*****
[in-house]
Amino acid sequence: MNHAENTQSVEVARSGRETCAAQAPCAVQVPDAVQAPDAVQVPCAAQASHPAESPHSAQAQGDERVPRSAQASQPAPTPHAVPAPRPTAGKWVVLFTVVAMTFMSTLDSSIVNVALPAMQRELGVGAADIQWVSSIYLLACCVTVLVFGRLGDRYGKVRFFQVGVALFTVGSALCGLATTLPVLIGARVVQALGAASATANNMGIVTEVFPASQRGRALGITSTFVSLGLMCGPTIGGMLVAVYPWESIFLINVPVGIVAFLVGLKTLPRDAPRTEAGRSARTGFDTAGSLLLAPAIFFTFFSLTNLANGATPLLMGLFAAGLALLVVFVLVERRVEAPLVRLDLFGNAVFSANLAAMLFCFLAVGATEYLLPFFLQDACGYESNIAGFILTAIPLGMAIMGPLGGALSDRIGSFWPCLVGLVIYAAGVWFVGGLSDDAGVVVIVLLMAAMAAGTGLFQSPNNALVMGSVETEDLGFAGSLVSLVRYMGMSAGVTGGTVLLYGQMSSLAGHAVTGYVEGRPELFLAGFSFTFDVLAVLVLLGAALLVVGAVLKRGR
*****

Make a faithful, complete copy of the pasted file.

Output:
[in-house]
Amino acid sequence: MNHAENTQSVEVARSGRETCAAQAPCAVQVPDAVQAPDAVQVPCAAQASHPAESPHSAQAQGDERVPRSAQASQPAPTPHAVPAPRPTAGKWVVLFTVVAMTFMSTLDSSIVNVALPAMQRELGVGAADIQWVSSIYLLACCVTVLVFGRLGDRYGKVRFFQVGVALFTVGSALCGLATTLPVLIGARVVQALGAASATANNMGIVTEVFPASQRGRALGITSTFVSLGLMCGPTIGGMLVAVYPWESIFLINVPVGIVAFLVGLKTLPRDAPRTEAGRSARTGFDTAGSLLLAPAIFFTFFSLTNLANGATPLLMGLFAAGLALLVVFVLVERRVEAPLVRLDLFGNAVFSANLAAMLFCFLAVGATEYLLPFFLQDACGYESNIAGFILTAIPLGMAIMGPLGGALSDRIGSFWPCLVGLVIYAAGVWFVGGLSDDAGVVVIVLLMAAMAAGTGLFQSPNNALVMGSVETEDLGFAGSLVSLVRYMGMSAGVTGGTVLLYGQMSSLAGHAVTGYVEGRPELFLAGFSFTFDVLAVLVLLGAALLVVGAVLKRGR